Michael Cox, Estate of
Michael Cox was born in Northamptonshire in 1948. After graduating from Cambridge in 1971, he went into the music business as a songwriter and recording artist, releasing two albums and a number of singles for EMI under the name Matthew Ellis and a further album, as Obie Clayton, for the DJM label. In 1977, he took a job in publishing, with the Thorsons Publishing Group (now part of HarperCollins). In 1989, he joined Oxford University Press, where he became Senior Commissioning Editor, Reference Books.
His first book, a widely praised biography of the scholar and ghost-story writer M.R. James, was published by OUP in 1983. This was followed by a number of Oxford anthologies of short fiction, including The Oxford Book of English Ghost Stories (1986) and The Oxford Book of Victorian Ghost Stories (1991), both co-edited with R.A. Gilbert, The Oxford Book of Victorian Detective Stories (1992), and The Oxford Book of Spy Stories (1997). In 1991 he compiled A Dictionary of Writers and their Works for OUP and in 2002 The Oxford Chronology of English Literature, a major scholarly resource containing bibliographical information on 30,000 titles from 4,000 authors, 1474–2000.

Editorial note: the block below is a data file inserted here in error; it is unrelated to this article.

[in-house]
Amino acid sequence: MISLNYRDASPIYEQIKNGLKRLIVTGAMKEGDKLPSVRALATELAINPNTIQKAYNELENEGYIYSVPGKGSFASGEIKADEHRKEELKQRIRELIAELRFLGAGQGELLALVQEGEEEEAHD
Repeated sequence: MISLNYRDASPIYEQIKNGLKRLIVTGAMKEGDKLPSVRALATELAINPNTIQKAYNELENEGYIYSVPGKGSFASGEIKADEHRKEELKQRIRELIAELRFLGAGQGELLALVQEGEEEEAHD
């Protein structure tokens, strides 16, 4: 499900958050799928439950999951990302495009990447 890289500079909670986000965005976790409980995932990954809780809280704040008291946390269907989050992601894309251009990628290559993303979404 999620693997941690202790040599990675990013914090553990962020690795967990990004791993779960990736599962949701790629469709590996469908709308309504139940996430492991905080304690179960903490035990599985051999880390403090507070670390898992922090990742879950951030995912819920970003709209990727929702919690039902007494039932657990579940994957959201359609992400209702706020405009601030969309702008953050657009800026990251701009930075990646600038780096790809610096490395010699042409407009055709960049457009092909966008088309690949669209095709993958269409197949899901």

In April 2004, he began to lose his sight as a result of cancer. In preparation for surgery he was prescribed a steroidal drug, one of the effects of which was to initiate a temporary burst of mental and physical energy. This, combined with the stark realization that his blindness might return if the treatment wasn't successful, spurred Michael finally to begin writing in earnest the novel that he had been contemplating for over thirty years, and which up to then had only existed as a random collection of notes, drafts, and discarded first chapters. Following surgery, work continued on what is now The Meaning of Night, and in January 2005, after a hotly contested UK auction, it was sold to John Murray. In 2007, The Meaning of Night was shortlisted for the Costa First Novel Award
The Glass of Time, a sequel to The Meaning of Night was published in 2008.